The UK Government has brought forward the ban on the sale of new petrol and diesel cars and vans to 2030 – originally 2035.
At the beginning of the year, some called the plan unnecessary as it’s believed most people would want an EV by then anyways. However, bringing it forward 5 years has certainly raised some eyebrows as to whether it would be too soon.
But the data strongly suggests otherwise.
EV and PHEV sales both tripled in October of this year when compared to October last year. In fact, 1 in 7 cars sold is now an EV or a PHEV. That may seem small, but that’s on par with diesels.
The charging network has grown too – by around 18%. You can see that growth yourself, whether it’s at a service station off the M11 – or just a lamppost in your village which has been equipped with a charger.
Investment in the charging network
The charging network growth is mostly due to the significant investment that’s gone into it. Oil companies (I know, I know) have invested heavily in the EV charging infrastructure with multiple companies providing their own technology (BP has Polar, Shell has Recharge).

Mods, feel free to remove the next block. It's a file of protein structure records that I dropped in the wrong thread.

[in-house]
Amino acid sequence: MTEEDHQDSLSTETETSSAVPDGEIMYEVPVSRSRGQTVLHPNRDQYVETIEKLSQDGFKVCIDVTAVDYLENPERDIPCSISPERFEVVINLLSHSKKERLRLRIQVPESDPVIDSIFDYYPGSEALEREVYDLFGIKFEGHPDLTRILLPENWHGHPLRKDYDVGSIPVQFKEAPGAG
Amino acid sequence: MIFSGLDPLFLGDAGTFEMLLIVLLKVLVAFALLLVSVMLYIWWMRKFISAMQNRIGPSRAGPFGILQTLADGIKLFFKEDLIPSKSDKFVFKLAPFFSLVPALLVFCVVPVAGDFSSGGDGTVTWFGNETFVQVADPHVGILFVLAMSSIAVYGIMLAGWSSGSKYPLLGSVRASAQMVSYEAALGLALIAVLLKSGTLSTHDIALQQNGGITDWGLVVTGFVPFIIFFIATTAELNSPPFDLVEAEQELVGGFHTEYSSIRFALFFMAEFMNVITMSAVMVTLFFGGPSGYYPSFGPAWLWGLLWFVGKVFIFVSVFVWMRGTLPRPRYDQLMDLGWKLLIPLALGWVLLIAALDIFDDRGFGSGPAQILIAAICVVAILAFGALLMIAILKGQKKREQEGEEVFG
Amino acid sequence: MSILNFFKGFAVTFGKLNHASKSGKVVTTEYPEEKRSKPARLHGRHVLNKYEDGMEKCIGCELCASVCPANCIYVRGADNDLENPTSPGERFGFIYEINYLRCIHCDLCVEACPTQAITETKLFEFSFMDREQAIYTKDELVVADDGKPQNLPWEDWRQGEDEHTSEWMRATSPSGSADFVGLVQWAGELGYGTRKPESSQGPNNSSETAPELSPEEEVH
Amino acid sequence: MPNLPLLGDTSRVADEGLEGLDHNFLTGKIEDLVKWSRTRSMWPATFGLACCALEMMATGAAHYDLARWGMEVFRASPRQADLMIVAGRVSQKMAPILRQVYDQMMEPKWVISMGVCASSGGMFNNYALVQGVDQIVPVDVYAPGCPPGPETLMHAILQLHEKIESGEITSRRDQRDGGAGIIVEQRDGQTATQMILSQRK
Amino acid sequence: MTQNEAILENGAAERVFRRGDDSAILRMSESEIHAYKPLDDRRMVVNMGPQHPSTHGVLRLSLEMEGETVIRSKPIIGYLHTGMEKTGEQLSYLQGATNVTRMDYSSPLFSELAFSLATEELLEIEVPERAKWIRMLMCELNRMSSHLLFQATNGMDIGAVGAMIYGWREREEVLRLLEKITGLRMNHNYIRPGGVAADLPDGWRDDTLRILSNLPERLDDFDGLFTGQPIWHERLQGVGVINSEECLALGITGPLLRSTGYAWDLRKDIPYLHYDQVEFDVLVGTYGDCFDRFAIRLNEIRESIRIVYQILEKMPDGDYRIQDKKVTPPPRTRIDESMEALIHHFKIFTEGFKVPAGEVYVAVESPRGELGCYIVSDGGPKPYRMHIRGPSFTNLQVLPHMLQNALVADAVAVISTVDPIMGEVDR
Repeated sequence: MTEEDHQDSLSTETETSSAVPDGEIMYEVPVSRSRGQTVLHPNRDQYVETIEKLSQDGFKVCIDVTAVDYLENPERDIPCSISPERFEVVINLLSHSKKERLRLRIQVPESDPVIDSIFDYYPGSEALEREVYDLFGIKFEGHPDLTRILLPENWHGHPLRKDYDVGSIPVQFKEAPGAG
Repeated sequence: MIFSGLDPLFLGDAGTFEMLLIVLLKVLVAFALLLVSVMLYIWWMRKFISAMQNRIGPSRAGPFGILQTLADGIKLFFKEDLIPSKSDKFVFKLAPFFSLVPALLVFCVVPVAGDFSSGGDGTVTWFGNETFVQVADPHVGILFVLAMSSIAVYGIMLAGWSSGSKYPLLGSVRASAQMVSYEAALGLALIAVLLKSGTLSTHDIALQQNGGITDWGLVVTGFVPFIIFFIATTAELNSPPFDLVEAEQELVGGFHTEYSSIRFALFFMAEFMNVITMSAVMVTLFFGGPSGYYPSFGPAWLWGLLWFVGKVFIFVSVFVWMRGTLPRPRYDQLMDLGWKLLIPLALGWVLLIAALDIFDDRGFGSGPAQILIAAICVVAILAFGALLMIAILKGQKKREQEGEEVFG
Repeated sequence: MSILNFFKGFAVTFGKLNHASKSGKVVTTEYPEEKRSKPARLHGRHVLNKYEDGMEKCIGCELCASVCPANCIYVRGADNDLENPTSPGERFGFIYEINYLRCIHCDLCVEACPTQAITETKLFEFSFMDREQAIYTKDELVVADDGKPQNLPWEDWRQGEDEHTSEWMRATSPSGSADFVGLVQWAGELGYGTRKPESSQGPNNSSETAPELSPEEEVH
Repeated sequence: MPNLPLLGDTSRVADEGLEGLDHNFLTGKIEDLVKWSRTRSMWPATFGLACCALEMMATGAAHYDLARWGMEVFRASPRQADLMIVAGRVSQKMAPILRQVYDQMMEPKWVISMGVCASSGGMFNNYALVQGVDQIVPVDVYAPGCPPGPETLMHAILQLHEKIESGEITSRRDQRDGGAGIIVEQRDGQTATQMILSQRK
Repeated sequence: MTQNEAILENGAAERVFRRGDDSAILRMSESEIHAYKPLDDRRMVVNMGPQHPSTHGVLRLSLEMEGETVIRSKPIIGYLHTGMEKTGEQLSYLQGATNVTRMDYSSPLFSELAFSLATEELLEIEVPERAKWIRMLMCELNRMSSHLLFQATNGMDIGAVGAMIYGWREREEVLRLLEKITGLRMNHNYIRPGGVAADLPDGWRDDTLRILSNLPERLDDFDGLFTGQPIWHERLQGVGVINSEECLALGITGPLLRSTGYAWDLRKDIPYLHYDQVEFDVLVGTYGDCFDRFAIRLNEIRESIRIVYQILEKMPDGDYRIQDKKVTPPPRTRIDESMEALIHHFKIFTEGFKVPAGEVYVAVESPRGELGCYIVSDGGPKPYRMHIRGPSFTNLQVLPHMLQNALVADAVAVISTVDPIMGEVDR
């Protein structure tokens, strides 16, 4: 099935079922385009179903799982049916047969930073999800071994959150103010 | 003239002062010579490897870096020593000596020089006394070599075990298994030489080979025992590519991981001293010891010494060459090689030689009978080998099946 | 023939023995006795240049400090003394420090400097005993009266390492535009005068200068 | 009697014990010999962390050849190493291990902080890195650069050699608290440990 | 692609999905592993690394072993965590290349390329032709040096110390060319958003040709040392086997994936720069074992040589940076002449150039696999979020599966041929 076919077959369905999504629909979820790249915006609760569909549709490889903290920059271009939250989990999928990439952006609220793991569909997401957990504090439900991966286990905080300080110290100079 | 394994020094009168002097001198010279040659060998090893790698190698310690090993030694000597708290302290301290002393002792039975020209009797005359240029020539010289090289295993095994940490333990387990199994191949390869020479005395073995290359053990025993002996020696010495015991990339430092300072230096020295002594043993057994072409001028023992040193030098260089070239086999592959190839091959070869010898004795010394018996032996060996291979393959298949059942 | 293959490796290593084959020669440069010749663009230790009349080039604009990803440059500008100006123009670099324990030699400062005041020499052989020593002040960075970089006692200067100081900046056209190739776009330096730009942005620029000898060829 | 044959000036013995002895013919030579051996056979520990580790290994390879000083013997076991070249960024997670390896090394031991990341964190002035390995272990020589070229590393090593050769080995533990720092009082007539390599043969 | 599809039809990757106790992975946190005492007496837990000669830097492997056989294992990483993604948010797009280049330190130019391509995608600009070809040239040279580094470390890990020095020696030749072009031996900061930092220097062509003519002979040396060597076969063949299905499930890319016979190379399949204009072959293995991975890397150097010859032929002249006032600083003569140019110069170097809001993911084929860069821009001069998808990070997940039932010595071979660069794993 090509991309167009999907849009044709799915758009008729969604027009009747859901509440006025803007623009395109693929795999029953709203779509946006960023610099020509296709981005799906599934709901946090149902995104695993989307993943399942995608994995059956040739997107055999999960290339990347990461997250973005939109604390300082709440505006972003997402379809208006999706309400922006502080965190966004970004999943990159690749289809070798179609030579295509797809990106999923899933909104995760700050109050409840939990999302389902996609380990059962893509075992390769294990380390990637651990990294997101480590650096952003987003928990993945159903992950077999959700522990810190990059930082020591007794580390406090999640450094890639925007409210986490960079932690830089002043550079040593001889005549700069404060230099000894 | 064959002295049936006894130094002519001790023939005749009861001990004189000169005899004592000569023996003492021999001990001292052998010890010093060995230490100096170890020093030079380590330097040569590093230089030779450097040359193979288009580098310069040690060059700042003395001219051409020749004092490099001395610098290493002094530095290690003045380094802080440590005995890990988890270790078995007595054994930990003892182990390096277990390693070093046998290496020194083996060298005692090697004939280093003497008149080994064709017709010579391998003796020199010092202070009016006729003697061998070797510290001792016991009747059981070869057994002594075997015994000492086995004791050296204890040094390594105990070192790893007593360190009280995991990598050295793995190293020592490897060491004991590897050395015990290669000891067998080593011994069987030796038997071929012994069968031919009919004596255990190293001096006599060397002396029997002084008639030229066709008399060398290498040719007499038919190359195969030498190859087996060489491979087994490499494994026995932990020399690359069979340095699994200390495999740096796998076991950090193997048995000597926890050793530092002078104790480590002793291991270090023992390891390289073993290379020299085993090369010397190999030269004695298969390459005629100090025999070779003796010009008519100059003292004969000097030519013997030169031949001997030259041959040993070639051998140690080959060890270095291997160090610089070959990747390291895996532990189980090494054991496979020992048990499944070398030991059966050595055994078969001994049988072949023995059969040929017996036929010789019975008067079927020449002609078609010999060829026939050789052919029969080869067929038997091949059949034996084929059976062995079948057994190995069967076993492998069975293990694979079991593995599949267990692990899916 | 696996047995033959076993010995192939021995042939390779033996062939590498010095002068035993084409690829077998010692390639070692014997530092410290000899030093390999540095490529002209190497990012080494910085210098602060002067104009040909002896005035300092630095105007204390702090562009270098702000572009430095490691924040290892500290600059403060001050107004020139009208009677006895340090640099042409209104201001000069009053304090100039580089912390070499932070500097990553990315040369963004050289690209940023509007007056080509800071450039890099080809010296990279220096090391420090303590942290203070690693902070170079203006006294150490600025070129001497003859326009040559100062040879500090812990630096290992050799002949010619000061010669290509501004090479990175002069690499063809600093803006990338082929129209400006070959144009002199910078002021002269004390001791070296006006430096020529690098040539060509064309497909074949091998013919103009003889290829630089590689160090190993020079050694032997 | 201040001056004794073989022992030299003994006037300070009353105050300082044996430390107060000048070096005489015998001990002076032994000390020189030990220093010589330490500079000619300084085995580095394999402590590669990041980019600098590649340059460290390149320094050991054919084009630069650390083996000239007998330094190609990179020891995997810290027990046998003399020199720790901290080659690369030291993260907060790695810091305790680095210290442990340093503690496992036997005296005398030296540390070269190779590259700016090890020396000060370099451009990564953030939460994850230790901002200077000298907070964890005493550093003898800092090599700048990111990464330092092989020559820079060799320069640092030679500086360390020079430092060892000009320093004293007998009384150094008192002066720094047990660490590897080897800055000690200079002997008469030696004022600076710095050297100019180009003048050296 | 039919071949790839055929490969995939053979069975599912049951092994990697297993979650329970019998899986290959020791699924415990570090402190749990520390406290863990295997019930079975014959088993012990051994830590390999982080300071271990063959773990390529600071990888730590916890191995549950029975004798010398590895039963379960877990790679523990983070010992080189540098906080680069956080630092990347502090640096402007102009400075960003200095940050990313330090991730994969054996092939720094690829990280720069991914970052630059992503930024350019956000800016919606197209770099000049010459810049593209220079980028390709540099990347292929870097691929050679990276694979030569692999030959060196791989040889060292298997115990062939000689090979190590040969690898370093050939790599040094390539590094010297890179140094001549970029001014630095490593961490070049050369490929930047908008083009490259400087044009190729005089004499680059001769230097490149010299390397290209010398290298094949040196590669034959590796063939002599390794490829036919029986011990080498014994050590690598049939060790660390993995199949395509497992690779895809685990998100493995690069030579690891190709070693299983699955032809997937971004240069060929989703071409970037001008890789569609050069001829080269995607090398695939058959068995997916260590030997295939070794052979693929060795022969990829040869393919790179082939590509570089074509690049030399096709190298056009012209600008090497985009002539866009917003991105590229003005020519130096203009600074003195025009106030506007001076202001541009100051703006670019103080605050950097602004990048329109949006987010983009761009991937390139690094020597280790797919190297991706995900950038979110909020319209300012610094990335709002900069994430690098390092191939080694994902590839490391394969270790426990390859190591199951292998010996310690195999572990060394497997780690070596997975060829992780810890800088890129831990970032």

Home chargers are becoming more affordable too, especially from reliable brands such as ABB who are heavily involved in Formula-E.
The Government has pledged £1.2billion towards the EV charging infrastructure which will only help speed up this already fast-paced growth.
Are EVs better to run that petrol/diesel?
Yes, by far. They are cheaper to run and maintain by a longshot. Many publications have raised concerns about rising energy bills for households that have electric vehicles. Whilst obviously true, the reduction in spend on petrol/diesel is far greater than the increase in electricity spend. Just take a look at the graphic below to see a comparison of an electric Mini and a petrol Mini. You’ll see that the saving is far from “Mini”.
Is there enough supply?
Depending on who you ask, you may get conflicting answers. The national grid believes that if we all switch to EVs overnight, we’d only consume 10% of the nation’s capacity.
But the focus shouldn’t be looking at our capacity as a nation, it should be looking much more local.
If a hotel were to suddenly need to provide 15 EV chargers to cope with demand and not lose out on business to competitors that have chargers – is their building’s infrastructure built to cope with such a high consumption – especially if all 15 chargers were being used at once?
Before looking to install EV chargers, businesses should really look at reducing their energy usage elsewhere across the business. Whether that’s by switching to energy efficient LED lighting, or if you want to get really specific, using different cooking hoods in commercial kitchens (here’s looking at you hotels).
Here at SaveMoneyCutCarbon – we can’t wait to see more EVs on the road. But we do want to make sure that the switch is done efficiently and in a smart manner.